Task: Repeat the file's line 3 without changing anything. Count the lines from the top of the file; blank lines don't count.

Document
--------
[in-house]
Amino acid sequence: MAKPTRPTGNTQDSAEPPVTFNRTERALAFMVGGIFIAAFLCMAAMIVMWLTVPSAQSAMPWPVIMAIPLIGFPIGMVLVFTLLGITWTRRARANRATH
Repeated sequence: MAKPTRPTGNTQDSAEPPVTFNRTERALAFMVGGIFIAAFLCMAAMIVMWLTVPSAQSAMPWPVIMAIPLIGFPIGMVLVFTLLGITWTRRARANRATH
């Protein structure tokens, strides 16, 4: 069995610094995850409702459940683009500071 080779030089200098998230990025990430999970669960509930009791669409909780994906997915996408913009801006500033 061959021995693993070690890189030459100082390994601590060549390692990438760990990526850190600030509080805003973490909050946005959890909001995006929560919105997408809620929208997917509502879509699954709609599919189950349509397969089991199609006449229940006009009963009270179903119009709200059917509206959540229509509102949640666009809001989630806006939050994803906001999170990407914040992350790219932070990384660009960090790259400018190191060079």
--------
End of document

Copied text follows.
Repeated sequence: MAKPTRPTGNTQDSAEPPVTFNRTERALAFMVGGIFIAAFLCMAAMIVMWLTVPSAQSAMPWPVIMAIPLIGFPIGMVLVFTLLGITWTRRARANRATH